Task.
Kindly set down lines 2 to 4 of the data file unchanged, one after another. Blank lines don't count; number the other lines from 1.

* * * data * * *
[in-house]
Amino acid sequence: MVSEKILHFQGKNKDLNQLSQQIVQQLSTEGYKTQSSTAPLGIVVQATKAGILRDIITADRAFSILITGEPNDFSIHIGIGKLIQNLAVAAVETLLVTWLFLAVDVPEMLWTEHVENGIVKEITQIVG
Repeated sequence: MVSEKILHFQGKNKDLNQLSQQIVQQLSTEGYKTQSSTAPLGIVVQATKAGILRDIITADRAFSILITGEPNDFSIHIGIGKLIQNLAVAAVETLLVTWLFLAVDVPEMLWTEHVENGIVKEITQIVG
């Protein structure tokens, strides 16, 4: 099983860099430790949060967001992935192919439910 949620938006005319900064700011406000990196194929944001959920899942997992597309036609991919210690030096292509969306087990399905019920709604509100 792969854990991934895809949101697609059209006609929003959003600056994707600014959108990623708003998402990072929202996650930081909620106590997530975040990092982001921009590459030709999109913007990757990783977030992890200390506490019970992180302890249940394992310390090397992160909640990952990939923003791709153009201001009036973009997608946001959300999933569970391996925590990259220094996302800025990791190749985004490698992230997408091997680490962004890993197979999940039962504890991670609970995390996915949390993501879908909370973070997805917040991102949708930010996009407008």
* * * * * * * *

Amino acid sequence: MVSEKILHFQGKNKDLNQLSQQIVQQLSTEGYKTQSSTAPLGIVVQATKAGILRDIITADRAFSILITGEPNDFSIHIGIGKLIQNLAVAAVETLLVTWLFLAVDVPEMLWTEHVENGIVKEITQIVG
Repeated sequence: MVSEKILHFQGKNKDLNQLSQQIVQQLSTEGYKTQSSTAPLGIVVQATKAGILRDIITADRAFSILITGEPNDFSIHIGIGKLIQNLAVAAVETLLVTWLFLAVDVPEMLWTEHVENGIVKEITQIVG
């Protein structure tokens, strides 16, 4: 099983860099430790949060967001992935192919439910 949620938006005319900064700011406000990196194929944001959920899942997992597309036609991919210690030096292509969306087990399905019920709604509100 792969854990991934895809949101697609059209006609929003959003600056994707600014959108990623708003998402990072929202996650930081909620106590997530975040990092982001921009590459030709999109913007990757990783977030992890200390506490019970992180302890249940394992310390090397992160909640990952990939923003791709153009201001009036973009997608946001959300999933569970391996925590990259220094996302800025990791190749985004490698992230997408091997680490962004890993197979999940039962504890991670609970995390996915949390993501879908909370973070997805917040991102949708930010996009407008």